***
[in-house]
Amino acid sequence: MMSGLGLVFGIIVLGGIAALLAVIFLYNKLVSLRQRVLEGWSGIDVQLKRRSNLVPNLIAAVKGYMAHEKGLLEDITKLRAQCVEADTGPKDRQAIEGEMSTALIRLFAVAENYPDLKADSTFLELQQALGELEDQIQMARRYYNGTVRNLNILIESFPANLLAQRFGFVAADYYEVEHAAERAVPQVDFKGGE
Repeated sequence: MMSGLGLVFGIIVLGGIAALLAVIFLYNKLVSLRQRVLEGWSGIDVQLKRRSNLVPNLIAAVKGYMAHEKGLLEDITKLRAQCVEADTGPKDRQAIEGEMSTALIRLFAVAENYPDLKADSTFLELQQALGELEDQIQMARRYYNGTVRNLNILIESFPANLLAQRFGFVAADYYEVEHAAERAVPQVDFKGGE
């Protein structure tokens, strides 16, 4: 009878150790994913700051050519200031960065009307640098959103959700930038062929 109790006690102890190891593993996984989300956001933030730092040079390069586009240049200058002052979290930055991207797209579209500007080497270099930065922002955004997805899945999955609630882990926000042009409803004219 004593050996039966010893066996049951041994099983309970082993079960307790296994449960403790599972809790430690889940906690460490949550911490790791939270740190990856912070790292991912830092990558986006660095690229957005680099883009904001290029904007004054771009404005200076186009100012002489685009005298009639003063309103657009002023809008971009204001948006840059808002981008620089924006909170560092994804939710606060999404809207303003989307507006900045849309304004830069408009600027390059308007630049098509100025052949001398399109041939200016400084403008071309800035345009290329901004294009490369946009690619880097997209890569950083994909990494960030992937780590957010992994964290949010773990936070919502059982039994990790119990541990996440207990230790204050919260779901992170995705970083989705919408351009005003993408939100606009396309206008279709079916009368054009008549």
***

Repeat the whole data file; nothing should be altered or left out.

[in-house]
Amino acid sequence: MMSGLGLVFGIIVLGGIAALLAVIFLYNKLVSLRQRVLEGWSGIDVQLKRRSNLVPNLIAAVKGYMAHEKGLLEDITKLRAQCVEADTGPKDRQAIEGEMSTALIRLFAVAENYPDLKADSTFLELQQALGELEDQIQMARRYYNGTVRNLNILIESFPANLLAQRFGFVAADYYEVEHAAERAVPQVDFKGGE
Repeated sequence: MMSGLGLVFGIIVLGGIAALLAVIFLYNKLVSLRQRVLEGWSGIDVQLKRRSNLVPNLIAAVKGYMAHEKGLLEDITKLRAQCVEADTGPKDRQAIEGEMSTALIRLFAVAENYPDLKADSTFLELQQALGELEDQIQMARRYYNGTVRNLNILIESFPANLLAQRFGFVAADYYEVEHAAERAVPQVDFKGGE
């Protein structure tokens, strides 16, 4: 009878150790994913700051050519200031960065009307640098959103959700930038062929 109790006690102890190891593993996984989300956001933030730092040079390069586009240049200058002052979290930055991207797209579209500007080497270099930065922002955004997805899945999955609630882990926000042009409803004219 004593050996039966010893066996049951041994099983309970082993079960307790296994449960403790599972809790430690889940906690460490949550911490790791939270740190990856912070790292991912830092990558986006660095690229957005680099883009904001290029904007004054771009404005200076186009100012002489685009005298009639003063309103657009002023809008971009204001948006840059808002981008620089924006909170560092994804939710606060999404809207303003989307507006900045849309304004830069408009600027390059308007630049098509100025052949001398399109041939200016400084403008071309800035345009290329901004294009490369946009690619880097997209890569950083994909990494960030992937780590957010992994964290949010773990936070919502059982039994990790119990541990996440207990230790204050919260779901992170995705970083989705919408351009005003993408939100606009396309206008279709079916009368054009008549």